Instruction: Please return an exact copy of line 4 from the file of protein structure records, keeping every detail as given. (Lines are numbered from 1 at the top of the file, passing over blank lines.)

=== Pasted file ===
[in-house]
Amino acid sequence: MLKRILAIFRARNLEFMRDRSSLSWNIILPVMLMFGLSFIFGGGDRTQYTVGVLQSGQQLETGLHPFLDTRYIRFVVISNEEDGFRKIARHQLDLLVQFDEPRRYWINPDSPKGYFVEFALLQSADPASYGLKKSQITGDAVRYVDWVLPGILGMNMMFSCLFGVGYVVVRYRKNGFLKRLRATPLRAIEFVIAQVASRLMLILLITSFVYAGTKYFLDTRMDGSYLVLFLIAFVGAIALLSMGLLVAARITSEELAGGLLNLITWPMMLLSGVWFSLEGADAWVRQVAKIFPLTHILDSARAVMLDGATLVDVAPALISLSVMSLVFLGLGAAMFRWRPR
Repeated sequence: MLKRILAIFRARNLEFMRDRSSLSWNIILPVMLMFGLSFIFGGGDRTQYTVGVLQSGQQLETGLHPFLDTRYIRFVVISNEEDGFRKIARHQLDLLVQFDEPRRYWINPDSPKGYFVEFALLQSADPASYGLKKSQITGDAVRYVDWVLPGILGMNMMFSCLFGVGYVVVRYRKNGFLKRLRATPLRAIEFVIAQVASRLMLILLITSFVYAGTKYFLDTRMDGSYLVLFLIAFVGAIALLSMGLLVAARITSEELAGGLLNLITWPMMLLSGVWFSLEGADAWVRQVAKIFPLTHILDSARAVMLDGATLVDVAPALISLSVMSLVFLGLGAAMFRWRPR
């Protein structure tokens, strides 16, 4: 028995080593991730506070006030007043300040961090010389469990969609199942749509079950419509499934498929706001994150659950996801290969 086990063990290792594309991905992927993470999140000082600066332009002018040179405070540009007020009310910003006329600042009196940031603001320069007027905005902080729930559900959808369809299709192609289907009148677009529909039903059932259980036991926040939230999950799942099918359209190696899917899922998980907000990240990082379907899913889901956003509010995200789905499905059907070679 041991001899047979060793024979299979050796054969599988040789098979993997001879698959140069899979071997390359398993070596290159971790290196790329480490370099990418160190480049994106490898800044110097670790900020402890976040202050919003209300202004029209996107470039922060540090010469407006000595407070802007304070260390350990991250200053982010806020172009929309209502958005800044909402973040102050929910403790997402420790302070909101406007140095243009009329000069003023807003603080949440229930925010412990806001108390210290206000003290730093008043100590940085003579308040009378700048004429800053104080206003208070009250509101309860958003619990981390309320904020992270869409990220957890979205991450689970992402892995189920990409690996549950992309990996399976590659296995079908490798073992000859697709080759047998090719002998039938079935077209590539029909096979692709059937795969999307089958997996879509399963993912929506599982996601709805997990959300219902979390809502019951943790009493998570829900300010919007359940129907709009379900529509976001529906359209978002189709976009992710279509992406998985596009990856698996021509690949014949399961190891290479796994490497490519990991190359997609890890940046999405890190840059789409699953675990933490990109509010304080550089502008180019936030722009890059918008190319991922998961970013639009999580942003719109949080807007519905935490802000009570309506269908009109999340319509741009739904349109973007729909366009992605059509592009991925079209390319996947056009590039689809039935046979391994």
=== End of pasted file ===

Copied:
């Protein structure tokens, strides 16, 4: 028995080593991730506070006030007043300040961090010389469990969609199942749509079950419509499934498929706001994150659950996801290969 086990063990290792594309991905992927993470999140000082600066332009002018040179405070540009007020009310910003006329600042009196940031603001320069007027905005902080729930559900959808369809299709192609289907009148677009529909039903059932259980036991926040939230999950799942099918359209190696899917899922998980907000990240990082379907899913889901956003509010995200789905499905059907070679 041991001899047979060793024979299979050796054969599988040789098979993997001879698959140069899979071997390359398993070596290159971790290196790329480490370099990418160190480049994106490898800044110097670790900020402890976040202050919003209300202004029209996107470039922060540090010469407006000595407070802007304070260390350990991250200053982010806020172009929309209502958005800044909402973040102050929910403790997402420790302070909101406007140095243009009329000069003023807003603080949440229930925010412990806001108390210290206000003290730093008043100590940085003579308040009378700048004429800053104080206003208070009250509101309860958003619990981390309320904020992270869409990220957890979205991450689970992402892995189920990409690996549950992309990996399976590659296995079908490798073992000859697709080759047998090719002998039938079935077209590539029909096979692709059937795969999307089958997996879509399963993912929506599982996601709805997990959300219902979390809502019951943790009493998570829900300010919007359940129907709009379900529509976001529906359209978002189709976009992710279509992406998985596009990856698996021509690949014949399961190891290479796994490497490519990991190359997609890890940046999405890190840059789409699953675990933490990109509010304080550089502008180019936030722009890059918008190319991922998961970013639009999580942003719109949080807007519905935490802000009570309506269908009109999340319509741009739904349109973007729909366009992605059509592009991925079209390319996947056009590039689809039935046979391994």